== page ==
The actual results of mergers and acquisitions don’t always live up to expectations.
M&A growth strategies promise a multitude of strategic opportunities; from rapid growth, to elimination of competition, to access to new markets. And many organizations are currently, or have, embarked on merger and acquisition growth strategies to varying effect.
When asked about the primary causes of these mixed results, most leaders cite a misalignment between the two organizations’ cultures. This friction can wreak havoc as the members of different groups assimilate to drive the performance gains that M&A strategies forecast.
“Earlier this year, an employee wanted to send a customer a T-shirt with our logo as a gift. There was nothing special about this particular shirt. It was an ordinary, 100% cotton crew neck. But by the time this employee got approval—factoring in his own time and everyone else’s up the org chart who had to weigh in before signing off on the request—the cost of this t-shirt had ballooned to at least $200.”
Many organizations today are trying to hedge against inflated processes like these by changing their organizational structures. Hootsuite, for example, appointed a “Czar of Bad Systems” to help improve internal processes.
In today’s rapidly-evolving business environment, growing organizations need to remain fast and efficient. And some large, geographically dispersed and complex organizations seem to be able to maintain a level of agility despite their size.
Being intentional about your company’s core values from day one can help to build a solid foundation to guide behavior as your organization grows; few leaders understand this as well as Zappos’ Tony Hsieh.
Zappos has long been an example of the power that company culture has on behavior and business performance. But what’s behind the curtain? What is the team at Zappos doing, specifically, that is driving their admirable levels of employee engagement and retention? 2016 was Zappos’ lowest turnover rate since its founding more than 18 years ago — and I wanted to know the how and the why.
To find out, I asked Jamie Naughton, Zappos’ Chief of Staff, to share her insights.
As any business expands — either domestically or internationally — it can be a challenge to maintain a consistent company culture. Communication might suddenly need to bridge time zones, and messages will need to stay consistent despite language or cultural barriers. An expansion can affect organizational design and the centralization of resources, potentially making employees feel detached.
Building a business is like raising a child. We see them grow up over the years, go through hard times and good, learn from each success and failure, and eventually blossom into something more wonderful than we ever could have imagined.
One of the more challenging stages of the process is a business’ adolescence. It’s no longer a scrappy startup but not yet a full-grown business with established and consistent processes.
We’ve all read the stories about startups making waves in their industry, and how they’re doing it from a once-destitute warehouse on the south side of town. We’re prone to conclude that these companies are sustaining high performance because they’ve broken down the (cubicle) walls that bind our ability to collaborate, innovate, and achieve our full potential.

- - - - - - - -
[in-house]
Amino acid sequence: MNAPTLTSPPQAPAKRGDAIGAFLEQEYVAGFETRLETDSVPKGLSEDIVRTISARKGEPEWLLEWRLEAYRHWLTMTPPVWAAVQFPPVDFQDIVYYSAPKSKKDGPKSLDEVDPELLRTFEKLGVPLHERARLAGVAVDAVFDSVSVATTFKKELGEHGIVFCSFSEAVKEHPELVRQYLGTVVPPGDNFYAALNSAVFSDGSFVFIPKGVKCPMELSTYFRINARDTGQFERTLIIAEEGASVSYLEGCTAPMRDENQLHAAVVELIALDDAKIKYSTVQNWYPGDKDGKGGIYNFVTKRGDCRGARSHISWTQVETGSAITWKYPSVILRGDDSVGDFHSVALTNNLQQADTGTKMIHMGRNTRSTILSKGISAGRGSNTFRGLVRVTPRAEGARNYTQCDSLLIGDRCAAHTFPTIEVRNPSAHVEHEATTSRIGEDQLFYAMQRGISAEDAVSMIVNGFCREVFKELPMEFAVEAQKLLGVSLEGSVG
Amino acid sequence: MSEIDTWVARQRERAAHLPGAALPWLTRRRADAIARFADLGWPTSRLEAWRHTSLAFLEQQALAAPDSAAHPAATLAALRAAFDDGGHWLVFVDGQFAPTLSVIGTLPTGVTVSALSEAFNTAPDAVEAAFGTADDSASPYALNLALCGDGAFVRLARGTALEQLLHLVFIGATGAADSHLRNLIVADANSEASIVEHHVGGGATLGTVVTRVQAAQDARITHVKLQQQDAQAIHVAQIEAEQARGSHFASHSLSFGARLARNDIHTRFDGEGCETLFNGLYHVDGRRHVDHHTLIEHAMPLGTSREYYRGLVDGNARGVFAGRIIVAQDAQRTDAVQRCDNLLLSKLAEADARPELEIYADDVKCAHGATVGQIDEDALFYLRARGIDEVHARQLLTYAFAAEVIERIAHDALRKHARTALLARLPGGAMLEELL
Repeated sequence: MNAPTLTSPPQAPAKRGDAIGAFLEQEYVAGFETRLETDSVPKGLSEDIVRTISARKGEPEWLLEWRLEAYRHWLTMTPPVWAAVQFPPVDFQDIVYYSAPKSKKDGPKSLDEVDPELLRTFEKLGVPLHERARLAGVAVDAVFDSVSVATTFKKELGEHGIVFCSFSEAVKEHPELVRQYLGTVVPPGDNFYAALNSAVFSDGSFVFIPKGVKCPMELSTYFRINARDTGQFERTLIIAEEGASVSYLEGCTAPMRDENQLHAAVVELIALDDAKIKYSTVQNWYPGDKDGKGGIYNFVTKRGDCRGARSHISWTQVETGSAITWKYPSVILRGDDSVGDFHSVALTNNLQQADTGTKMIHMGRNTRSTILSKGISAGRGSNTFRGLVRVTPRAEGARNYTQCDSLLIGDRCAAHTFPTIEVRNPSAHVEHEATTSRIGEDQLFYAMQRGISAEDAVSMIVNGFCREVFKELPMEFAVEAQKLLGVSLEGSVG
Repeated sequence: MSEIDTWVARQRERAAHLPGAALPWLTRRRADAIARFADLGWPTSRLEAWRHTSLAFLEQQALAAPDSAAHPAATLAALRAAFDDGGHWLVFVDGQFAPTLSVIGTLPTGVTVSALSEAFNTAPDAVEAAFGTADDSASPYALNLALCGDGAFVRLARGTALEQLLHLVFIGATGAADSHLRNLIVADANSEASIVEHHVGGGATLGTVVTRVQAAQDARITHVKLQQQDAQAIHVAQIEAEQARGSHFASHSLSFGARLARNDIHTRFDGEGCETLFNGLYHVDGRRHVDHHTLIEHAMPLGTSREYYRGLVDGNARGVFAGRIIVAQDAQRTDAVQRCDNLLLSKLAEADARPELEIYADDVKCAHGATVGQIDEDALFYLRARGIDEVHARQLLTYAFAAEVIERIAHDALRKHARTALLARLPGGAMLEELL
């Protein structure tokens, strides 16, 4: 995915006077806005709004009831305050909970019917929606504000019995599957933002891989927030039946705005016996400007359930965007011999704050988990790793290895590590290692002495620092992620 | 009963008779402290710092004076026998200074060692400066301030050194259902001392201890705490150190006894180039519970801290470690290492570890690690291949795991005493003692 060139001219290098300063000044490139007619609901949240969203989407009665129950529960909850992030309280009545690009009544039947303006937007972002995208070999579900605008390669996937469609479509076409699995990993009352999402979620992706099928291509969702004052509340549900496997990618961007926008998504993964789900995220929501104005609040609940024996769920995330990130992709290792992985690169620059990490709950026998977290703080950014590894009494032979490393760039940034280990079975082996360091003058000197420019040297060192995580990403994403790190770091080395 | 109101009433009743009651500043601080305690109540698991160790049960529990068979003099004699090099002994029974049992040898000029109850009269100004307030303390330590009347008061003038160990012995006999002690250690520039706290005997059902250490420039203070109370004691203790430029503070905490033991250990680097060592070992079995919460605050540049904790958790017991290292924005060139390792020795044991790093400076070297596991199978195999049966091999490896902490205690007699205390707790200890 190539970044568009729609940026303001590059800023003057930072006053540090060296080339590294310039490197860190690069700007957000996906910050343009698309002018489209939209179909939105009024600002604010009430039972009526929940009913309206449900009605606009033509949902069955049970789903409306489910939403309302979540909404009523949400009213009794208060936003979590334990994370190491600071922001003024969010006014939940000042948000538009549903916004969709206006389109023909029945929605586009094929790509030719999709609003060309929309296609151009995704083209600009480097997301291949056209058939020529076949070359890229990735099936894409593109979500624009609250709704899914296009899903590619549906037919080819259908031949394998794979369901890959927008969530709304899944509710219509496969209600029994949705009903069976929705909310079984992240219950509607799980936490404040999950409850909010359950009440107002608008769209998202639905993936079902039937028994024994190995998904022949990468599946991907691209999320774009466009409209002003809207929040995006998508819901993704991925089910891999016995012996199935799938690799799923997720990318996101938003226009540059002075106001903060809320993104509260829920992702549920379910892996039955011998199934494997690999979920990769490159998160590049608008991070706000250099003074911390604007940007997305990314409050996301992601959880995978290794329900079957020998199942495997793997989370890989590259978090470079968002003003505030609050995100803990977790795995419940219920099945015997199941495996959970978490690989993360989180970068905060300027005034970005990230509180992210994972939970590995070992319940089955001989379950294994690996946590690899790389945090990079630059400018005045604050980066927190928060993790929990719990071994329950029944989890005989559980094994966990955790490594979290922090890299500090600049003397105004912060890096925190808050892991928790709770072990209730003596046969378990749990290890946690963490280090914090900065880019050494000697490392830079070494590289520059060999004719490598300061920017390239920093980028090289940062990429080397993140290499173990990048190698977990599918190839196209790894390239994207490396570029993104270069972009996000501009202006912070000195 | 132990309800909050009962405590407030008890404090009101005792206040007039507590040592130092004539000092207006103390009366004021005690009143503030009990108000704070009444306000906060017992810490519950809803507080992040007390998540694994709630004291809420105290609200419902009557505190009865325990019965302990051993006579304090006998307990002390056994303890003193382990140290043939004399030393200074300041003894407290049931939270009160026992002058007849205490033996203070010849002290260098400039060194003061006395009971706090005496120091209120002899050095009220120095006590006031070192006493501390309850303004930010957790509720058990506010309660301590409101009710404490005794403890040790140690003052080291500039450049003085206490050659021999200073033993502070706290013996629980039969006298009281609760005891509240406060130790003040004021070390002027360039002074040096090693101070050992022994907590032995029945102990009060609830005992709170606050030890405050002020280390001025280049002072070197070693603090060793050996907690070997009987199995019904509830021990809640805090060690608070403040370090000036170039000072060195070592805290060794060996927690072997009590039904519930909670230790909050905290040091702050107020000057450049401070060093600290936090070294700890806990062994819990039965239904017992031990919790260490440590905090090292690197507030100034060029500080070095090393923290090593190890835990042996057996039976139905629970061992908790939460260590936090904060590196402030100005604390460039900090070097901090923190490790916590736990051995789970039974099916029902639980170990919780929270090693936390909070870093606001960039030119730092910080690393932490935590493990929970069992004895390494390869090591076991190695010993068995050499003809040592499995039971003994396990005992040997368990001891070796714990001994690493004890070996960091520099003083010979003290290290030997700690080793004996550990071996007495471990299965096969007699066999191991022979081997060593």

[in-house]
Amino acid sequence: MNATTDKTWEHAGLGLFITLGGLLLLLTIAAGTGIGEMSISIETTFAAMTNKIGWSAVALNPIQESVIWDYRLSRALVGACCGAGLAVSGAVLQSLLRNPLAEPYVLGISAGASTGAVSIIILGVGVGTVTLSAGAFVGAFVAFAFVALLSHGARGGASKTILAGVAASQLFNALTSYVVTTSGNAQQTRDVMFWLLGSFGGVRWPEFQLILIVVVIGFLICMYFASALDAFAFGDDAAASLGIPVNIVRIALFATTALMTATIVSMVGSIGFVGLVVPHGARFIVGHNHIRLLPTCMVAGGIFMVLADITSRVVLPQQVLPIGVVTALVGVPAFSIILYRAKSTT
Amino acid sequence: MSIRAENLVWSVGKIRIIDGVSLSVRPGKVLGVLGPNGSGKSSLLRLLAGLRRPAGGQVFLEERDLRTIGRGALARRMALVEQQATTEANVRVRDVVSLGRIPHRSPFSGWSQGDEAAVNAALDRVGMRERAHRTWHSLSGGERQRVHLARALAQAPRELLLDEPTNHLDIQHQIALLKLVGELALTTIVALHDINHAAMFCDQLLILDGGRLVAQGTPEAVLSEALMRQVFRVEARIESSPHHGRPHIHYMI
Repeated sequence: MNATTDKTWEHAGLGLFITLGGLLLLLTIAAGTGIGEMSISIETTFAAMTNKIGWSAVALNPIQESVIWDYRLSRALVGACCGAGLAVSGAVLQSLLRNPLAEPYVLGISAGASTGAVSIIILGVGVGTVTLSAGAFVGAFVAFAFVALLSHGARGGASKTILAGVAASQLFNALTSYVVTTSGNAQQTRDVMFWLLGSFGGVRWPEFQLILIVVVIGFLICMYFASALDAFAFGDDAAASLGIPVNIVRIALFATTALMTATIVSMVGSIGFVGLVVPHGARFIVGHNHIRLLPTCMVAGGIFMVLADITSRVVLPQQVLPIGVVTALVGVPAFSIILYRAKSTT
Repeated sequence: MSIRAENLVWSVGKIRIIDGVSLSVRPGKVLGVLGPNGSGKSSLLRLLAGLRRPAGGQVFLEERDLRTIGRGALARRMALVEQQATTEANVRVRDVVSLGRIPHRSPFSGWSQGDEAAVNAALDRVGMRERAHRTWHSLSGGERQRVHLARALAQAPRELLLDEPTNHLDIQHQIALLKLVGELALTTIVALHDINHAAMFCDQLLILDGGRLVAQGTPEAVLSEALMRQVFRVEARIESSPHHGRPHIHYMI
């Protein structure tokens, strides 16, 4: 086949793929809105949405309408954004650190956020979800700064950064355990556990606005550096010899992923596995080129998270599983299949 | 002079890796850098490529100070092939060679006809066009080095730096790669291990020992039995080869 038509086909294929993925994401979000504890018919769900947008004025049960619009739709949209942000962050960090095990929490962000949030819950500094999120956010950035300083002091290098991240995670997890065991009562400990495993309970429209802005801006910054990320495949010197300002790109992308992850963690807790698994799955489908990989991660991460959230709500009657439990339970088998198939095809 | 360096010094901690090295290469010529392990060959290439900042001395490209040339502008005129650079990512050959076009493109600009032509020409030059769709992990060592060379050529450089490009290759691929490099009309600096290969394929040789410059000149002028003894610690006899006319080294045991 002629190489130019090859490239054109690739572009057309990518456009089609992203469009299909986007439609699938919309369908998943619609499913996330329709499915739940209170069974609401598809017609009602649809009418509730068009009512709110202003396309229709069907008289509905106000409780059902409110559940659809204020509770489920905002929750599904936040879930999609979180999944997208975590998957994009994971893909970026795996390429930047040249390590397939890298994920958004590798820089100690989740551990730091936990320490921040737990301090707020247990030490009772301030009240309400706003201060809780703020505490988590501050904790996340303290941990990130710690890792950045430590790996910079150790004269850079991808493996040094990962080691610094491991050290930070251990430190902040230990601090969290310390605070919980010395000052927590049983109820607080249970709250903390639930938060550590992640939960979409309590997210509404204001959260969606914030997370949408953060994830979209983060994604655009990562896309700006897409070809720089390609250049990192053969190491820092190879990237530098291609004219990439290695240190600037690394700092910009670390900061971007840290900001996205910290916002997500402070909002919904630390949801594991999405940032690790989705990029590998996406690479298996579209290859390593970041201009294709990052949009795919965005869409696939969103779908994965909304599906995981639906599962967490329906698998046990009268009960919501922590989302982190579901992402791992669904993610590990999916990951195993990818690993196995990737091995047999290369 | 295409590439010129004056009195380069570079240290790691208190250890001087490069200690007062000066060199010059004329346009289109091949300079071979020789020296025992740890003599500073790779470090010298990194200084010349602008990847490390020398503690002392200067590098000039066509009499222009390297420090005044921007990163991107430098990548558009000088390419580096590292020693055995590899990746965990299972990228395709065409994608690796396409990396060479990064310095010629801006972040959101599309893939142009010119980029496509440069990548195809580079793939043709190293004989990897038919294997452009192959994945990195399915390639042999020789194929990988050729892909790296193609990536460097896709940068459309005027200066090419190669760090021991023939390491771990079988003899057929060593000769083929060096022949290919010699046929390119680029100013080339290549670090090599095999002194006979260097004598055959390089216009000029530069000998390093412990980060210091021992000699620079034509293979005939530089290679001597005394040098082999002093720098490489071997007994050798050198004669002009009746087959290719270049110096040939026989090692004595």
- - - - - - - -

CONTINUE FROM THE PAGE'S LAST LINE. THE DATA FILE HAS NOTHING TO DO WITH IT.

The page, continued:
Unfortunately, misconceptions about high performing culture develop from these stories, and many well-intentioned business leaders have tried to emulate these startups in their quest to improve their culture and performance.
If you mention “innovation” to most business leaders, it wouldn’t be a surprise if they begin to think about Tesla, GE, or 3M. Compared to these giants of innovation, continually pushing the bleeding edge of what’s possible through massive investments in research and development, you may feel like innovation is out of reach.
No matter your organization’s size or industry, however, a culture of innovation may be necessary to evolve and succeed in today’s constantly changing business environment.
When Bill Sandbrook took over as CEO of U.S. Concrete (NASDAQ CM: USCR) in 2011, he stepped into an organization that was hobbling out of bankruptcy and struggling to turn itself around. What he didn’t realize was just how precarious the situation really was.
A graduate of the U.S. Military Academy at West Point, Sandbrook got his start as a leader in the cavalry, serving 13 years before leaving the service in 1992 to take a job with a building materials company.
A global expansion can be a company’s greatest triumph or its most difficult period. Moving into new markets can mean increased reach and revenue. But if you focus too much on the big changes to your bottom line, you may end up with disgruntled employees working hard just to keep pace with this rapid growth.
Lieutenant Colonel Matt Butler spends most of his time serving as mission crew commander of an Air Force Joint STARS E8C air-to-ground radar aircraft. A job that has given him the opportunity to live all over the United States and abroad, including ten deployments to Iraq and Afghanistan. But it’s not all work and no play for Colonel Butler.
Matt is also the creator of what the Wall Street Journal referred to as one of the “best new lawn games you’ve never heard of.” Growing up in Minnesota meant summers chock full of outdoor activities at the cabin Matt’s family stayed in during the warmer months. And what’s a little outdoor family time without a barbecue fired up and lawn games?